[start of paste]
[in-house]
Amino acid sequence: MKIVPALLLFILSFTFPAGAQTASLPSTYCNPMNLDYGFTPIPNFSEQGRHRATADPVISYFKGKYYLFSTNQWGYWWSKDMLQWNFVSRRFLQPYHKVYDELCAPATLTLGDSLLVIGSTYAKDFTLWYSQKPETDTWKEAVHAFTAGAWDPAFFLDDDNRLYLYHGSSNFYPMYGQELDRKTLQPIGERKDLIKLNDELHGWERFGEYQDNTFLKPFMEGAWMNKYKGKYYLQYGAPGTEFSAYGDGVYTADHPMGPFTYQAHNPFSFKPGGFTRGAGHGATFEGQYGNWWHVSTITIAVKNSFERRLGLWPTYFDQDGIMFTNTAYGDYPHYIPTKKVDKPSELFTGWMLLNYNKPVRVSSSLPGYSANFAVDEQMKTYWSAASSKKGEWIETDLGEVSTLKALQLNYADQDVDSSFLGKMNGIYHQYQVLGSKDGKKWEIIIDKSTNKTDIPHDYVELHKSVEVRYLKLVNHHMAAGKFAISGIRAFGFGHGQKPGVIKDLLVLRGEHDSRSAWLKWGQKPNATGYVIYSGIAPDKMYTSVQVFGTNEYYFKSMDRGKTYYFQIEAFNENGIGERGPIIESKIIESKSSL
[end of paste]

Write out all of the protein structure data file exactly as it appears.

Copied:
[in-house]
Amino acid sequence: MKIVPALLLFILSFTFPAGAQTASLPSTYCNPMNLDYGFTPIPNFSEQGRHRATADPVISYFKGKYYLFSTNQWGYWWSKDMLQWNFVSRRFLQPYHKVYDELCAPATLTLGDSLLVIGSTYAKDFTLWYSQKPETDTWKEAVHAFTAGAWDPAFFLDDDNRLYLYHGSSNFYPMYGQELDRKTLQPIGERKDLIKLNDELHGWERFGEYQDNTFLKPFMEGAWMNKYKGKYYLQYGAPGTEFSAYGDGVYTADHPMGPFTYQAHNPFSFKPGGFTRGAGHGATFEGQYGNWWHVSTITIAVKNSFERRLGLWPTYFDQDGIMFTNTAYGDYPHYIPTKKVDKPSELFTGWMLLNYNKPVRVSSSLPGYSANFAVDEQMKTYWSAASSKKGEWIETDLGEVSTLKALQLNYADQDVDSSFLGKMNGIYHQYQVLGSKDGKKWEIIIDKSTNKTDIPHDYVELHKSVEVRYLKLVNHHMAAGKFAISGIRAFGFGHGQKPGVIKDLLVLRGEHDSRSAWLKWGQKPNATGYVIYSGIAPDKMYTSVQVFGTNEYYFKSMDRGKTYYFQIEAFNENGIGERGPIIESKIIESKSSL